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  • Cultural Heritage
    Częstochowa
    In Częstochowa, at Krakowska Street, there is an eclectic small palace, built in 1909. It is the former palace of Jean Motte, co-owner of a French textile factory. The usual practice of nineteenth-century entrepreneurs was to erect their residences near the company, which was from their own, but more frequently from borrowed funds. Before the First World War, the Polish Kingdom, including Częstochowa, actively participated in the development of the Russian economy. In Częstochowa, they assigned pieces of land for the houses of the French residing in Częstochowa.
  • Cultural Heritage
    Kamyk
    Kamyk is a village located both in the district of Kłobuck and also in the commune of Kłobuck, on the northern edge of the Silesian voivodeship. Kamyk’s history is closely associated with the history of nearby Kłobuck, and in the village itself there is a brick mansion, built in 1840 by the Kołaczkowski family which is a classic example of a Polish nobleman's mansion. The mansion with preserved, nineteenth-century farm buildings stands on the site of the former park.
  • Cultural Heritage
    Olsztyn
    The ruins of the castle in Olsztyn near Częstochowa are among the best-known strongholds of the Polish Jura. A cylindrical, 35- meter tall tower catches the eye from afar. It was built of white limestone, and overbuilt with brown bricks, like a mast of the ship floating in the rough sea. Indeed, the castle witnessed many dramatic events, including the assassination of Maciek Borkowic. From the mid-seventeenth century on, it was falling into disrepair. Eventually, it became a tourist attraction, lying on the popular Eagles’ Nests Trail.
  • Cultural Heritage
    Kłobukowice
    Kłobukowice is a small village in the district of Częstochowa. It is located a few kilometers north-east from Mstów, which is the seat of the commune. On the main road, behind the high fence, there is a neo-Gothic mansion, an old granary building that the servants used to live. The whole complex by a 10-hectare park with lime and chestnut trees and great maples. Behind the palace the terrain goes down to the picturesque banks of the Warta river.
  • Cultural Heritage
    Chorzenice
    The palace in Chorzenice was built by colonel Adam Nieniewski in the second half of the 30s of the last century. He came into possession of the property through marriage with Janina Reszke, a daughter of Edward Reszke, a famous opera singer. The palace, modeled on the Renaissance buildings, at the time of its construction was equipped with modern conveniences. During World War II, the German military police unit stationed here. Today, the palace houses the Children's Home.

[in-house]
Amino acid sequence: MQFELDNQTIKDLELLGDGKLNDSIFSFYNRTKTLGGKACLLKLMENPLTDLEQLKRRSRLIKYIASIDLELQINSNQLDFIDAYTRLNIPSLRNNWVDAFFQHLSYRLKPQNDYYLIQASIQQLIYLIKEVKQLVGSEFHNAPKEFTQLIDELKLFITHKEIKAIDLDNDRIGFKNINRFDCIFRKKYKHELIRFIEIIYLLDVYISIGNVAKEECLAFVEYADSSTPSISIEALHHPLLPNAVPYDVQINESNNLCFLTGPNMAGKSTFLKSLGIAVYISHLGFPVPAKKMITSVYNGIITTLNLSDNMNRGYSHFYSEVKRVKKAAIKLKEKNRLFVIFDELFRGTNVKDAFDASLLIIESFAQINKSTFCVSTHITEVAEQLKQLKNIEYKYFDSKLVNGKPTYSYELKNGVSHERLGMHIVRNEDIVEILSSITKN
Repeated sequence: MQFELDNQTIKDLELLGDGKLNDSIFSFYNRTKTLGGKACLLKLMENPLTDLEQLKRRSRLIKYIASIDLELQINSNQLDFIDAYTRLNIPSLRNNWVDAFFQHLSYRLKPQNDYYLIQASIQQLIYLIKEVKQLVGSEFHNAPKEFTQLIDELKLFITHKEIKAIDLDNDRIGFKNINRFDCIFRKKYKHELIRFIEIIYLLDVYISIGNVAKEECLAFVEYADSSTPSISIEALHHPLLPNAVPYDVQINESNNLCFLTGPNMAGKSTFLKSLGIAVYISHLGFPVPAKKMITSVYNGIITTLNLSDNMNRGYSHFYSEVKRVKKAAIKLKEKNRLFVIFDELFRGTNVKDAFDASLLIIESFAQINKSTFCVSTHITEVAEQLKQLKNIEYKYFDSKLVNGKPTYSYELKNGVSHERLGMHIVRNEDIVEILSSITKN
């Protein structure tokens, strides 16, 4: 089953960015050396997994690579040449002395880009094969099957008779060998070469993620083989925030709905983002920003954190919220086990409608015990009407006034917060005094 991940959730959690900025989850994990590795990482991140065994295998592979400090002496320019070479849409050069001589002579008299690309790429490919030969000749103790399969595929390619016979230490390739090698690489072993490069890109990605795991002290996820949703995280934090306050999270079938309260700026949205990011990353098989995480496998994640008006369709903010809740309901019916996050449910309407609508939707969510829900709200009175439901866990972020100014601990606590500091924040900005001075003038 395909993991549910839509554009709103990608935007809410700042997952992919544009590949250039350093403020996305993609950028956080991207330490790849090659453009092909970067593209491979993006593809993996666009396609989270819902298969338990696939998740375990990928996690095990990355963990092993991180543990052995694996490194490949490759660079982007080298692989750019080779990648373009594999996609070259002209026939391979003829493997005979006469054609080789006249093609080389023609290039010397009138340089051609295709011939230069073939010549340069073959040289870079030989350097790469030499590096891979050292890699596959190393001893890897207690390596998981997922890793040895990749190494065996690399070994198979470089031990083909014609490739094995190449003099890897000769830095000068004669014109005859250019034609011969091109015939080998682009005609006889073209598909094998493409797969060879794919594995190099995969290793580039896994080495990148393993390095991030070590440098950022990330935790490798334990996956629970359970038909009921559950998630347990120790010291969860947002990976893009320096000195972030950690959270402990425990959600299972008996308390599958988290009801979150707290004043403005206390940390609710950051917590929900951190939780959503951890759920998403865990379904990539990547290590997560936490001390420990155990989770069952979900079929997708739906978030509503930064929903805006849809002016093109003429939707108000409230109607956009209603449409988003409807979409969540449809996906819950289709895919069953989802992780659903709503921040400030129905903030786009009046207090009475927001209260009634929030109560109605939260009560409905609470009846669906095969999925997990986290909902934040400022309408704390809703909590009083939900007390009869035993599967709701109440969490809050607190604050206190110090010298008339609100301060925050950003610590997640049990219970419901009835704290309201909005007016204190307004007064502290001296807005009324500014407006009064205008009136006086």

• Cultural Heritage
    Kłomnice
    Skrzydlów is a village situated in the commune of Kłomnice, in the district of Częstochowa. The village can boast a manor house, whose owner, for some time, was Jan Reszke, a world known opera singer. Three siblings Reszke - Jan, Edward and Józefina – having conquered the late nineteenth and early twentieth century opera stages, decided to buy the estates near Częstochowa. The Skrzydlów manor house dates from the mid nineteenth century. Next to it, there are several other historic buildings.
  • Cultural Heritage
    Kłobuck
    The palace in Kłobuck situated in the northern part of the city, called Zagórze. The fine, neo-Gothic building was erected in the late eighteenth century, just after annexing this part of the Polish–Lithuanian Commonwealth by the Kingdom of Prussia. It was erected for the Prussian minister - Christian von Haugwitz. In the second half of the nineteenth century, the palace was rebuilt in the Eclectic style. For a time, it and the adjacent property belonged to the imperial Romanov family.
  • Cultural Heritage
    Nieznanice
    The palace in Nieznanice is located in the north of Częstochowa, on the road to Radom. Aurelius Wünsche, a local landowner, built it during the First World War. This Eclectic building alludes to historical styles and Art Nouveau. It is dominated by a squat tower rising from the back. The palace is currently used as a hotel. The building is surrounded by a small park.
  • Cultural Heritage
    Kruszyna
    The palace in Kruszyn was built at the initiative of Kasper Denhoff, a local land owner, in the first half of the seventeenth century. The residence was built by Thomas Poncini, an Italian architect, who built a magnificent conservatory and perhaps Poland's first private theater building. The impressive palace was erected in the Mannerism and Baroque styles. It was fortified and surrounded by a French park.
  • Cultural Heritage
    Rzeki Wielkie
    Rzeki Wielkie lies in the commune of Kłomnice, in the district of Częstochowa. There are a wooden and brick manor house, dated from the turn of the eighteenth and nineteenth centuries, surrounded by a park. The owners of the manor house, the Chrzanowski family, gloriously went down in Polish history, actively supporting the January uprising, and later participated in the war against the Bolsheviks, in 1920. The building of the manor now houses a primary school and a kindergarten.